When’s the last time you carefully reviewed a contract from your partner’s or supplier’s perspective? What crazy clauses have you seen slipped in there? What contract horror stories have you seen? Please share.

- Mike Figliuolo at thoughtLEADERS, LLC

P.S. Apologies to my attorney Chuck. Not a slam on you bro – you’ve never done any of the above (most likely because you’re a good guy and you know I’d lose my mind if you tried any of these slicky boy legal moves).

5 Responses to “You Call Them Business Partners But Your Contract Says Otherwise”

  1. Hapi says:

    hello… hapi blogging… have a nice day! just visiting here….

  2. Joe Ctoys says:

    How about the liability clause, whereby if something really bad happens then the corporation holds the service provider fully liable for any incurred damages to a third party. Significantly notches up the insurance needs for the service provider, if there potential liability is much greater than their net worth.

  3. Mike Figliuolo says:

    @Joe – yeah, I love the uncapped liability for ANYTHING Larry's company does. Some of those clauses are so bad that the "Partner" could be responsible for tsunamis in Asia.

  4. Kiara says:

    Hey thank you for sharing your thought on this topic. After going through your Blog I am also agree with you,. Its impressive,..

  5. Jim Brochowski says:

    Good post Mike. A good warning to managers to follow-up and be sure the legal folk understand the company's philosophy instead of just having them, "take care of things."

    I have to admit to being guilty of this myself from time to time. Running a small non-profit I sometimes feel overwhelmed, and if I have the chance to say "Just do it" (albeit nicely) it can be tempting.

    Then I remember that it pays to be aware of what all my volunteers are up to and how they're doing things so I know we're all on the same page.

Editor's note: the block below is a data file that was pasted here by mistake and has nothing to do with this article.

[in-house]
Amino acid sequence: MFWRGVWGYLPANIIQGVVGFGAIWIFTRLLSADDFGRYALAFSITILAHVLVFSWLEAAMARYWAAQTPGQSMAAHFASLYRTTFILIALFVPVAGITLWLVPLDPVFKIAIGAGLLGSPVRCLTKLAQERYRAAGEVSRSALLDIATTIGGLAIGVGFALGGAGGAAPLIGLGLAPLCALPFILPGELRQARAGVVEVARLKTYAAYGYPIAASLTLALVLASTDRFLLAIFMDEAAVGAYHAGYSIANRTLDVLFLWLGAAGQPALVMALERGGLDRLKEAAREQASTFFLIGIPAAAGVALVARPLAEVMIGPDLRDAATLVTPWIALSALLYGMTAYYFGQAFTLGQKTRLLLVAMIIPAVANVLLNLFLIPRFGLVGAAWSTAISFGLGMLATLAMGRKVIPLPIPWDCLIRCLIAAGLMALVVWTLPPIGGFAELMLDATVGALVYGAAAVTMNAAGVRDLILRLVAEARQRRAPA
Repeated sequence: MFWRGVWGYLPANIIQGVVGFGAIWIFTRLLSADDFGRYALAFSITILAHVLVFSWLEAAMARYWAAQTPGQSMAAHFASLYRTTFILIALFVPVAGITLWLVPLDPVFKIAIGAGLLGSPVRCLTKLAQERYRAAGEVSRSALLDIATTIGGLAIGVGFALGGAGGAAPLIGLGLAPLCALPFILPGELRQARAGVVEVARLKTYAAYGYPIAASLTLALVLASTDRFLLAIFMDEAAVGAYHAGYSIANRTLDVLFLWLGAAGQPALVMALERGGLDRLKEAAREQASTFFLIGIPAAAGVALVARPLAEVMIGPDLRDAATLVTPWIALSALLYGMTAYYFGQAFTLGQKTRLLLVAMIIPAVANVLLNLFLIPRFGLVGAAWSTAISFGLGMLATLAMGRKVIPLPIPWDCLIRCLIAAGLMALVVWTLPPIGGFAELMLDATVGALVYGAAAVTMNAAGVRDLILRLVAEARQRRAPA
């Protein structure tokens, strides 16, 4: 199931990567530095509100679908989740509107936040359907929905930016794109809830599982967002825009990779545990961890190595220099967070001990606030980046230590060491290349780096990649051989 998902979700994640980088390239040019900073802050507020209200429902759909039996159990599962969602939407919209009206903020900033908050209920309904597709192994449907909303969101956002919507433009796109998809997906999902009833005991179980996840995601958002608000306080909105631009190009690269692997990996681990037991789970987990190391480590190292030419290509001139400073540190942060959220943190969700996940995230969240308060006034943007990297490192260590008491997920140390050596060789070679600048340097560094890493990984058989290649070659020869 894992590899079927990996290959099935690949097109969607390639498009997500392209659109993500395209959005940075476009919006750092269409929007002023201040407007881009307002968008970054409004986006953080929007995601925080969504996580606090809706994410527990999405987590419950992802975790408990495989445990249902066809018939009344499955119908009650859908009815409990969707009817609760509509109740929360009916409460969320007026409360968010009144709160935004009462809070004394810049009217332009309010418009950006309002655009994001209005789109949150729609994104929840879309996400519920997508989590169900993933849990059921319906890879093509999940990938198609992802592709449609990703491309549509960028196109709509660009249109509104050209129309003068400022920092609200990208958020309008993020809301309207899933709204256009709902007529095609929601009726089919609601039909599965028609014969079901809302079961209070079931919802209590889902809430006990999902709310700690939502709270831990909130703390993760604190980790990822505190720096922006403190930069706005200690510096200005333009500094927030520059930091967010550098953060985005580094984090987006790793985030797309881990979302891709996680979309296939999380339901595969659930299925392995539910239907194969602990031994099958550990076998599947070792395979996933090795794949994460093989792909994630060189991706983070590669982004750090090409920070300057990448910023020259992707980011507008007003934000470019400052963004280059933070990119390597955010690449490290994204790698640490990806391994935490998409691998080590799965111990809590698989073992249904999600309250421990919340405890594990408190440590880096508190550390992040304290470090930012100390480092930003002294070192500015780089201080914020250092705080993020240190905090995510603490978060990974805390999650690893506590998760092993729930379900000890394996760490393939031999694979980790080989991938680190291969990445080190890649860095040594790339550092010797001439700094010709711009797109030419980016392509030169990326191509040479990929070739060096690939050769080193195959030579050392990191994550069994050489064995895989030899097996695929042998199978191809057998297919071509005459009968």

Leave a Reply





  • ©Copyright thoughtLEADERS, LLC. All rights reserved. All materials contained on this site are protected by United States copyright law and may not be reproduced, distributed, transmitted, displayed, published or broadcast in whole or in part without the EXPRESS WRITTEN CONSENT OF thoughtLEADERS, LLC. Content may not be republished, reproduced or distributed in whole or in part without the proper attribution of the work and disclosure of its source including a direct link back to the original content. You may not alter or remove any trademark, copyright or other notice from copies of the content nor can you modify the content in any way. However, you may download material from this website for your personal, noncommercial use only. Links to websites other than those owned by thoughtLEADERS, LLC are offered as a service to readers. thoughtLEADERS, LLC was not involved in their production and is not responsible for their content.

    thoughtLEADERS, LLC has worked to ensure the accuracy of the information included herein. thoughtLEADERS, LLC is not engaged in rendering legal, accounting, or other professional services beyond training, coaching, and consulting. Its reports or articles should not be construed as professional advice on any particular set of facts or circumstances. thoughtLEADERS, LLC is not responsible for any claims or losses that may arise from any errors or omissions in our reports or reliance upon any recommendation or advice provided by thoughtLEADERS, LLC.

    thoughtLEADERS, LLC is committed to protecting your privacy. You can read our privacy policy by clicking here.